Whenever I have taken a decision based on a sudden, unexpected change of circumstances, there seems inevitably to have arisen thereafter possibilities that might have had a significant impact on that decision, had I been made aware of them earlier.
So, it is with a faint, but not completely unrealistic, hope that I may circumvent that situation by informing all my associates – near and far – of my latest development requiring a prompt and somewhat drastic solution.
I have been given notice to vacate my rented accommodation with effect from the beginning of August 2019. This is perfectly in order, legally, although it is some six months earlier than the anticipated termination date of my lease agreement. As with all such sudden and unexpected events, it has come as something of a shock. But with the benefit of my philosophical beliefs – and with a tinge of “physician heal thyself” irony – I can now choose to look upon the situation as a positive turn of events. I have had more than one year of living in rented accommodation, after a lifetime of property ownership, and can weigh up the pros-and-cons of both with a fair degree of experience. Based on that experience I can see some merit in rental rather than ownership, but this is outweighed by the disadvantages one is obliged to accept.
My immediate reaction, based on my experience, is that I should look for a smaller property reasonably proximate to where I am currently living, i.e. probably bounded by Lewisham, Orpington, Penge and West Wickham. I have enjoyed the space provided by a large(ish) garden, three bedrooms, large kitchen, through dining room/living room, conservatory and garage (garden shed!) and off-street parking. But all I really need are 2 bedrooms (one to serve as an office) and my must-have are a walk-in shower, a kitchen large enough to indulge my enjoyment of cooking, storage space for my books (or easy access to an outside storage facility), and off-street parking.
But there are a vast number of options and possibilities, both at home and abroad.
And . . . I welcome all or any suggestions from my many friends and associates around the world
Having, some years ago, disposed of the bulk of my worldly assets in an endeavour to avoid estate duties (consequent on my life-threatening minor stroke experience) I now find myself with insufficient savings to purchase a home in any of the over-expensive districts of London, and a reluctance to continue paying the inflated rentals being charged in those areas. I do, however, still possess enough capital to purchase a modest home in a less expensive area. And would also consider one or other of the schemes available in the UK (and elsewhere) for share-purchase. In the UK (and elsewhere I believe) there is even an Older Persons Shared Ownership scheme, where a person of “a certain age” can buy up to 75% of a house or flat and pay rent on the balance, but not having to pay rent on the remaining 25% once the person owns 75% of the property. I have already started exploring this.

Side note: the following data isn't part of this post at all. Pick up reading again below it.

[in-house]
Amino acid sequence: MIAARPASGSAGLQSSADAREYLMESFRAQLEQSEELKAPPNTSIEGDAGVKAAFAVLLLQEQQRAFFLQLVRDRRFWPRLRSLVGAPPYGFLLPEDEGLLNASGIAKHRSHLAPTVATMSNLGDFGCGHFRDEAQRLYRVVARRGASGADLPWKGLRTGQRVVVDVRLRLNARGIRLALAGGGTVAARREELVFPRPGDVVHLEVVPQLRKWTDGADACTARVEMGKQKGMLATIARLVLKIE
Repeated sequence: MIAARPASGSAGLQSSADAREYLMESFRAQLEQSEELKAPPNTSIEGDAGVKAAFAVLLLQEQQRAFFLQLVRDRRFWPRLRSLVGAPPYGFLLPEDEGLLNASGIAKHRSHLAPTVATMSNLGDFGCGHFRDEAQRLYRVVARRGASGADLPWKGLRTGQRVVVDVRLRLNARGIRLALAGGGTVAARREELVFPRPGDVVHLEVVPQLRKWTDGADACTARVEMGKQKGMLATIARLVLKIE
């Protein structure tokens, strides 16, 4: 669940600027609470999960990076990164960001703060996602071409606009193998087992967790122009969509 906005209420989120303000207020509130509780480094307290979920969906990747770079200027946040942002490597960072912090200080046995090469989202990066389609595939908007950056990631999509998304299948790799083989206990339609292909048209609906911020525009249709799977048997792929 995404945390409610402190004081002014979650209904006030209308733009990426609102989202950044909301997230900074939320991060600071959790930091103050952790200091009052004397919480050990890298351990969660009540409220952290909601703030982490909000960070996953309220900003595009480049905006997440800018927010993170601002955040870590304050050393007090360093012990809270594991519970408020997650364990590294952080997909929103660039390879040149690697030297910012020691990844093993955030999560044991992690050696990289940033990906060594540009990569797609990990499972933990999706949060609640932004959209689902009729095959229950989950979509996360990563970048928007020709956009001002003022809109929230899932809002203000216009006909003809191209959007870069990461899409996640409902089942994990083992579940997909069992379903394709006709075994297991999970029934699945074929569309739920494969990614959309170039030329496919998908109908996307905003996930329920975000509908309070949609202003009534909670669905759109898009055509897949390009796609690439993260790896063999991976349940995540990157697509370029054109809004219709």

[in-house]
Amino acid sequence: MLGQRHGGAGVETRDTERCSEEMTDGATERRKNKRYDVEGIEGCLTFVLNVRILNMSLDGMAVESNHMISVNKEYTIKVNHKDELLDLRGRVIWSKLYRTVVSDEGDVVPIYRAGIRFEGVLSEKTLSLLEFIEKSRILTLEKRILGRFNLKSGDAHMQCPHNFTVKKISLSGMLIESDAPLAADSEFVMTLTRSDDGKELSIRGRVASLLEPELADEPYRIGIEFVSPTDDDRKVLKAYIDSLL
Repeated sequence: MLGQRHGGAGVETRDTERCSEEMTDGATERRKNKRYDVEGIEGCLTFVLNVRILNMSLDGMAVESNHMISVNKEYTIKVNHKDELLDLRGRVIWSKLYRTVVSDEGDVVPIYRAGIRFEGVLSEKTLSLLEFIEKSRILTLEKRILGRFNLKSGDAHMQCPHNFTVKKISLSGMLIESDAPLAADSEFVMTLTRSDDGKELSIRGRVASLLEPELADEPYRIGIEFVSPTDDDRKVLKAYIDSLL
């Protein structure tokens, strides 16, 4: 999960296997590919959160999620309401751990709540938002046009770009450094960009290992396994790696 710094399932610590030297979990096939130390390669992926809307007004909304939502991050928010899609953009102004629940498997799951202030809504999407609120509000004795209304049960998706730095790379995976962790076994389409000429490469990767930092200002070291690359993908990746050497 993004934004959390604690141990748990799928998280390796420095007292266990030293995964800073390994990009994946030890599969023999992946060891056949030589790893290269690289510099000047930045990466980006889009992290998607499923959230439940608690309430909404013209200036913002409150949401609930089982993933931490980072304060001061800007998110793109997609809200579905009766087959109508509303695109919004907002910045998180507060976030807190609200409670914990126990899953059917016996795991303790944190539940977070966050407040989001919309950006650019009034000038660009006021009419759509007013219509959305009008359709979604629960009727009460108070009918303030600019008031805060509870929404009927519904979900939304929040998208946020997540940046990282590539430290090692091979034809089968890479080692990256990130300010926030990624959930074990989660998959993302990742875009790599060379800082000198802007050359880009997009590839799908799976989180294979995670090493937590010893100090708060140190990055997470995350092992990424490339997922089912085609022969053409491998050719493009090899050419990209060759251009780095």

My daughter Caroline tells me that, as I always have my own agenda, giving me advice is probably useless. She may be right. I rarely take advice. But I do listen, I do absorb, and I certainly take advantage of advice that is given me in forming, amending, or endorsing my own agenda!
If anyone reading this has any suggestions or proposals that may help me form an agenda for action I shall be really, really grateful.
Moving home is stressful at any time in one’s life. In old age it is undoubtedly a stress one faces with some trepidation. However, having published a successful book on Peace of Mind, I recall that the “father” of stress research, Hans Selye, distinguished between “eustress” and “distress”: the former being desirable and necessary to perform well in examinations or sporting activities, for example; the latter being unhealthy and best avoided. Accordingly, any ideas that may help me transform the negativity of having to leave my home into a positive situation of embracing an exciting new life adventure, will be doubly welcome.